Julia Louis-Dreyfus on the Resistance to 'PC Culture' | The Mary Sue
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Julia Louis-Dreyfus Knows What Comedians Really Mean When They Decry “PC Culture”


Julia Louis-Dreyfus on the Veep red carpet

In a recent Vogue interview, Julia Louis-Dreyfus weighed in on the recently popular idea among comedians that “PC culture” is ruining comedy.

She’s tackled this issue before, telling TIME earlier this year, “I think as soon as people start bitching about ‘politically correct,’ it’s a term for something else … I’m in favor of political correctness. I’m suspicious of those who have a problem with it. I think it is language for something else–for ‘It’s O.K. to make racist jokes,’ or ‘It’s O.K. to make violence-against-women jokes.’”

Indeed, that is what it feels like when almost exclusively white male comedians like Louis C.K. or JLD’s former costar Jerry Seinfeld, bemoan their inability to make non-PC jokes anymore.

In this new interview, Vogue’s Bridget Read asked her to expand on her displeasure regarding that idea. Louis-Dreyfus called the term “politically correct,” when used in a negative way, a “red flag word.” What it signals is a resistance to treat people with respect. But why doesn’t she, a comedian, feel constricted by this insistence on “respect”?

“Well, you know, define respect is the first thing I’d say. It’s not that I don’t feel as if I am not respectful in the work that I do,” she says. “I actually think the opposite, you know what I mean? We’re making a satirical show about political culture. And right now extreme times call for extreme comedy. It may seem strange to say, but I think that we are all playing horrendous people on this show. So it’s not like we’re advocating for these behaviors. In fact, quite the opposite. You’re laughing at these heinous people.”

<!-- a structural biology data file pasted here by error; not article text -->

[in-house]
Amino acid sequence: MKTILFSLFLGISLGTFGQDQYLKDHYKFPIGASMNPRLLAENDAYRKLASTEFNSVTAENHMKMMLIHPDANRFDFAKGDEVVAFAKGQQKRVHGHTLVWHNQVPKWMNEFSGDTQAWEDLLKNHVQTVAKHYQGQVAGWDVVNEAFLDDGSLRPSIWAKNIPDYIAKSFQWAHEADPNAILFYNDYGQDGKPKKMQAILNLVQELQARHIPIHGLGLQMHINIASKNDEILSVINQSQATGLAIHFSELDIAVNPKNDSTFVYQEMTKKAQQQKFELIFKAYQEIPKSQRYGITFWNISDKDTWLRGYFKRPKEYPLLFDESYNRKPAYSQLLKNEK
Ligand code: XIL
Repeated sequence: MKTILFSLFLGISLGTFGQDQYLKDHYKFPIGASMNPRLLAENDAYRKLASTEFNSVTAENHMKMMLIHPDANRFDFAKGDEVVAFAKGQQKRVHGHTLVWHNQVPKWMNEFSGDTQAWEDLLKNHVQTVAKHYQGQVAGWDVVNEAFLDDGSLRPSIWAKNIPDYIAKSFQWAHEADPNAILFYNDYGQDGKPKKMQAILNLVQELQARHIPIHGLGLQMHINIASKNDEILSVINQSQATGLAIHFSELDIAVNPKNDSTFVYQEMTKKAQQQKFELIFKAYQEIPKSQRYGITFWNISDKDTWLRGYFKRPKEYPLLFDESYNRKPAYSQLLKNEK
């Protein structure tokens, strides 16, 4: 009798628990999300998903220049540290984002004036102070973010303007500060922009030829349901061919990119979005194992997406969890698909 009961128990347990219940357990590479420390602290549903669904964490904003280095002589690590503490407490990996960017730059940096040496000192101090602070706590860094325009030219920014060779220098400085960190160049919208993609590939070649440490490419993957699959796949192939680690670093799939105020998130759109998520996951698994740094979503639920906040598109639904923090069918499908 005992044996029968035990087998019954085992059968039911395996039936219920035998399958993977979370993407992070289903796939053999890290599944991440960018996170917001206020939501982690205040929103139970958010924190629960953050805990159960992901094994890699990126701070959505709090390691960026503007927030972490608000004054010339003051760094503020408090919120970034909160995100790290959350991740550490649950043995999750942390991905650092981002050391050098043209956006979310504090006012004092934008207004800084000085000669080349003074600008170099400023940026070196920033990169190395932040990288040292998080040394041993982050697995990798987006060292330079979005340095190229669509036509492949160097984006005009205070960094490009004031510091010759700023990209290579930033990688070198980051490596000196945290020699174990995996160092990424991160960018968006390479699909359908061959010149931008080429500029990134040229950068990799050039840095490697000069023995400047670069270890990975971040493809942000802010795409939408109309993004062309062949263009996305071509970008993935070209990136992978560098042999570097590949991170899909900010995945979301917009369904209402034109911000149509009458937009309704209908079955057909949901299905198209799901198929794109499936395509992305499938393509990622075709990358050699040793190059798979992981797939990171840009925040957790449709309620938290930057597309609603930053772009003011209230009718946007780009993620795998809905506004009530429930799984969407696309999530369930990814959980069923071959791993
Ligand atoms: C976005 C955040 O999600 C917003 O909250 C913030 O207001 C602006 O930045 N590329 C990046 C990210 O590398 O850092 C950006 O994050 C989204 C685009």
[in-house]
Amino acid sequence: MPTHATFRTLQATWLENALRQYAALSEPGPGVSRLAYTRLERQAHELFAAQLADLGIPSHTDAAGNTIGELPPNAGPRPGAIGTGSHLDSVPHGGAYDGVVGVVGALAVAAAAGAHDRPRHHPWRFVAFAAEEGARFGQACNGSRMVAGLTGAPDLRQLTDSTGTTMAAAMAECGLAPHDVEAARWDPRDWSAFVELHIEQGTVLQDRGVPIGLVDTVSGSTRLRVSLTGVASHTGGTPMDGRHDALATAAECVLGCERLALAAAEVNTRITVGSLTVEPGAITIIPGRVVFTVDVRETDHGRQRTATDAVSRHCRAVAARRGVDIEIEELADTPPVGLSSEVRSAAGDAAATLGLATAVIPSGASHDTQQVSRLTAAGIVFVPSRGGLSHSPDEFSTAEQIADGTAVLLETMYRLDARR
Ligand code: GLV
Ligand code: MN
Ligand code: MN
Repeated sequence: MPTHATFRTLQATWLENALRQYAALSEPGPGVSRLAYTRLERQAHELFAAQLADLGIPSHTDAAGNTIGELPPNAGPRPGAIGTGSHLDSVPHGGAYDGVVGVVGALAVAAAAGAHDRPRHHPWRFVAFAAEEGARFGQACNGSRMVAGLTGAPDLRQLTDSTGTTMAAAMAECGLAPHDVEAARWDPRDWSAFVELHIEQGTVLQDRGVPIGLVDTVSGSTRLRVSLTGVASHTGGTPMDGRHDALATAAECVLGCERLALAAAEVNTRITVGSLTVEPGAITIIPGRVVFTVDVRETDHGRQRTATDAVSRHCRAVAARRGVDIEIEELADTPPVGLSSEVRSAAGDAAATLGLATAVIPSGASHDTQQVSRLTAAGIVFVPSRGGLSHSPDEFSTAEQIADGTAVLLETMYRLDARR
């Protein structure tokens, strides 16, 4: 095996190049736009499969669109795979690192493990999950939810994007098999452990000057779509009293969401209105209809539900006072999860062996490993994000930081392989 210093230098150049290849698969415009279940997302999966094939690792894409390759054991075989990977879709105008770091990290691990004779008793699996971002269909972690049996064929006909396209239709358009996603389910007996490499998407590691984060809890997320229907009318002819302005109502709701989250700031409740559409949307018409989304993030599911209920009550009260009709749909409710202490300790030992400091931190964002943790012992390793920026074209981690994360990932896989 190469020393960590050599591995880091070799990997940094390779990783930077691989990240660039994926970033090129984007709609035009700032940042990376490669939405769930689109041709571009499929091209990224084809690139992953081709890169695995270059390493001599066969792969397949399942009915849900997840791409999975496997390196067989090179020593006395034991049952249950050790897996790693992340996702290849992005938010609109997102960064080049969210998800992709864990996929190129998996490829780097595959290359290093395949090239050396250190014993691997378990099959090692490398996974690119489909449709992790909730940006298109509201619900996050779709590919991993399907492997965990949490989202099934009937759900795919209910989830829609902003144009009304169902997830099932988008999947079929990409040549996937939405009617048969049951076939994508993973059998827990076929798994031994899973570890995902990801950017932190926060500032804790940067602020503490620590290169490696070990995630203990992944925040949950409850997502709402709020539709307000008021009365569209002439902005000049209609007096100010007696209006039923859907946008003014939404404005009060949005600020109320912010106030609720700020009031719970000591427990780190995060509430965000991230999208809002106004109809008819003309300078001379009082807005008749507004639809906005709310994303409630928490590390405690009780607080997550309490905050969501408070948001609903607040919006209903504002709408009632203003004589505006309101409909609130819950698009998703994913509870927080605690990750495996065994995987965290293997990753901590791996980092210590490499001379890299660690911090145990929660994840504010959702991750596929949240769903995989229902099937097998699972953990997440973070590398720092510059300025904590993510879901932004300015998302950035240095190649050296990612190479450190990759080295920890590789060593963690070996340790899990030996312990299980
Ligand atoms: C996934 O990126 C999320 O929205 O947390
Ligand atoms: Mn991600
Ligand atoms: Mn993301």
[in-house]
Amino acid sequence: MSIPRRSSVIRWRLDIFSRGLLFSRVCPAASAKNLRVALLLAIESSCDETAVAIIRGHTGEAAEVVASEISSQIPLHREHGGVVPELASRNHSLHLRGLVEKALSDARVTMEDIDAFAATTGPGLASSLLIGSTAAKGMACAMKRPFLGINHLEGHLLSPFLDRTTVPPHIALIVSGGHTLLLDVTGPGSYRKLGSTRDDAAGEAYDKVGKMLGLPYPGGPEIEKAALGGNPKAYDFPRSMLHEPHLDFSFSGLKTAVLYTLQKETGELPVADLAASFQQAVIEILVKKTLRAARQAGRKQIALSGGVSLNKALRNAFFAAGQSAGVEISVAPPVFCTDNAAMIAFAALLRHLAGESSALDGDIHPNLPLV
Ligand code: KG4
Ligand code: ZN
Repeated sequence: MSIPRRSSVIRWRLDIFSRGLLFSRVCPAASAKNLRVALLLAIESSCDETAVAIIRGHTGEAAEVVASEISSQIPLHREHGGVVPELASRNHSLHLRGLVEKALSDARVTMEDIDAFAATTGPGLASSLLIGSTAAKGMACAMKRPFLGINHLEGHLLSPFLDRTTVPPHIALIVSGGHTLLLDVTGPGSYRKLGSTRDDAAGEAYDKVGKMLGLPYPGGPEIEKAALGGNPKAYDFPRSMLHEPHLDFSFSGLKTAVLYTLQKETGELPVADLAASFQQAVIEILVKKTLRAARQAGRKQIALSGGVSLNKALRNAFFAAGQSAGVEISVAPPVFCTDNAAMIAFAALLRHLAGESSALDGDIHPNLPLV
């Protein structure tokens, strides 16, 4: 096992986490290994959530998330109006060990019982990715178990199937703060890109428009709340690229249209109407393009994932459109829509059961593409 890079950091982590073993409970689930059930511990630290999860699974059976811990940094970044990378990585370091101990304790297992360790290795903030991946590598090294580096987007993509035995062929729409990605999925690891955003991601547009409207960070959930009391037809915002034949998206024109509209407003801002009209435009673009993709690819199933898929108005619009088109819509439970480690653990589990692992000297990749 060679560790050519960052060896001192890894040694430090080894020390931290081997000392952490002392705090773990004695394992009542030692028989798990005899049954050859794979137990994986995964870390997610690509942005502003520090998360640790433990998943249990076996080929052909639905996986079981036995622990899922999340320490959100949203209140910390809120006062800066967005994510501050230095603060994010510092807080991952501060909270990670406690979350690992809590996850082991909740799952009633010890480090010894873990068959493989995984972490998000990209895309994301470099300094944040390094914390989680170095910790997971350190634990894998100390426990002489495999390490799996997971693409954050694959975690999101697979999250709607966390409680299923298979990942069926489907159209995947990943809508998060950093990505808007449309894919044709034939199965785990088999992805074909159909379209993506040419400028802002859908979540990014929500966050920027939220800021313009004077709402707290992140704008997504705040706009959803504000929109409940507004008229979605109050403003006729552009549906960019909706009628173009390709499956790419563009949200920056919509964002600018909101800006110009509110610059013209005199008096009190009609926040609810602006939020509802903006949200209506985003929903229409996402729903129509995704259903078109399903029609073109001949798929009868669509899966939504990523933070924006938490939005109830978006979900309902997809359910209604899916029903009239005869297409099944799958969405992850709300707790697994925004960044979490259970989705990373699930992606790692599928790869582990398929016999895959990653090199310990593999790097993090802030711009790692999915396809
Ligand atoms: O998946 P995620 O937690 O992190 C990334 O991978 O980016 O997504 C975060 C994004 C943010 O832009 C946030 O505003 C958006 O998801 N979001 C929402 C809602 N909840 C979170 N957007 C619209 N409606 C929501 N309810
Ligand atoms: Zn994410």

That’s the difference. On Veep, the show to which she’s referring, the characters say the horrible jokes and you’re laughing at the characters. Other comedians just want you to laugh at the jokes. And those guys will always have a base. There will always be horrible people wanting to laugh at jokes that punch down at marginalized communities. And those comedians can blame the rest of us for censoring them or the limiting the discourse or whatever but declaring themselves to be right does not make it wrong to choose entertainment that appeals to our values. And not being an asshole is a major modern value. Sorry, Jerry, it just is.

Louis-Dreyfus continues, explaining why “politically correct” is a “red flag.”

“Ultimately, for me—and this is my opinion—that’s born out of ultimately being kind. So for me, ‘politically correct’ means, you know, be a human being, be mindful of being kind. And it doesn’t mean you can’t satirize. And it doesn’t mean that you can’t take snark to DEFCON 5. But I think you and I both know that there’s a difference,” she says, accurately. “And I do believe that when people talk about, Oh, I have to be so politically correct here, that’s a buzz word for something else that I don’t subscribe to anyway.”

Does it take a genuinely kind person to nail the sort of horrendous satire Veep manages to pull off? It might, and JLD certainly does.

Veep, by the way, returns to HBO this Sunday.

(via Vogue, image: ANGELA WEISS/AFP/Getty Images)

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Vivian Kane (she/her) has a lot of opinions about a lot of things. Born in San Francisco and radicalized in Los Angeles, she now lives in Kansas City, Missouri with her husband Brock Wilbur and too many cats.